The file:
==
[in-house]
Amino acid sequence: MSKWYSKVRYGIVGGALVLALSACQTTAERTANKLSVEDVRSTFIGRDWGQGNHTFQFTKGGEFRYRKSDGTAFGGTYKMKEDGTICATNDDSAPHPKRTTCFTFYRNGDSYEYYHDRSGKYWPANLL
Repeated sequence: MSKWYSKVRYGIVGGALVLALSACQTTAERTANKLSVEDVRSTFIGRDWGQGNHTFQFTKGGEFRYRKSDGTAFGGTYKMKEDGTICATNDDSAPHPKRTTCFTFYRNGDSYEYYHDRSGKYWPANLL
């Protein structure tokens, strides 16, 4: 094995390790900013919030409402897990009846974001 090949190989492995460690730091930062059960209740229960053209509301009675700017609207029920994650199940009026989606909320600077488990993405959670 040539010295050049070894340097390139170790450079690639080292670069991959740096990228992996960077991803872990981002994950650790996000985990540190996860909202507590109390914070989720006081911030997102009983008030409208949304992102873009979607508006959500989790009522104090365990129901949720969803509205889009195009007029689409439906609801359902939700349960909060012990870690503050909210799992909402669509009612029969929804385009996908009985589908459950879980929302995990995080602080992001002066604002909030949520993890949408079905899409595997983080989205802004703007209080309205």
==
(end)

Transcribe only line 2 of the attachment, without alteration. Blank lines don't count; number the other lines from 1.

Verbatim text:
Amino acid sequence: MSKWYSKVRYGIVGGALVLALSACQTTAERTANKLSVEDVRSTFIGRDWGQGNHTFQFTKGGEFRYRKSDGTAFGGTYKMKEDGTICATNDDSAPHPKRTTCFTFYRNGDSYEYYHDRSGKYWPANLL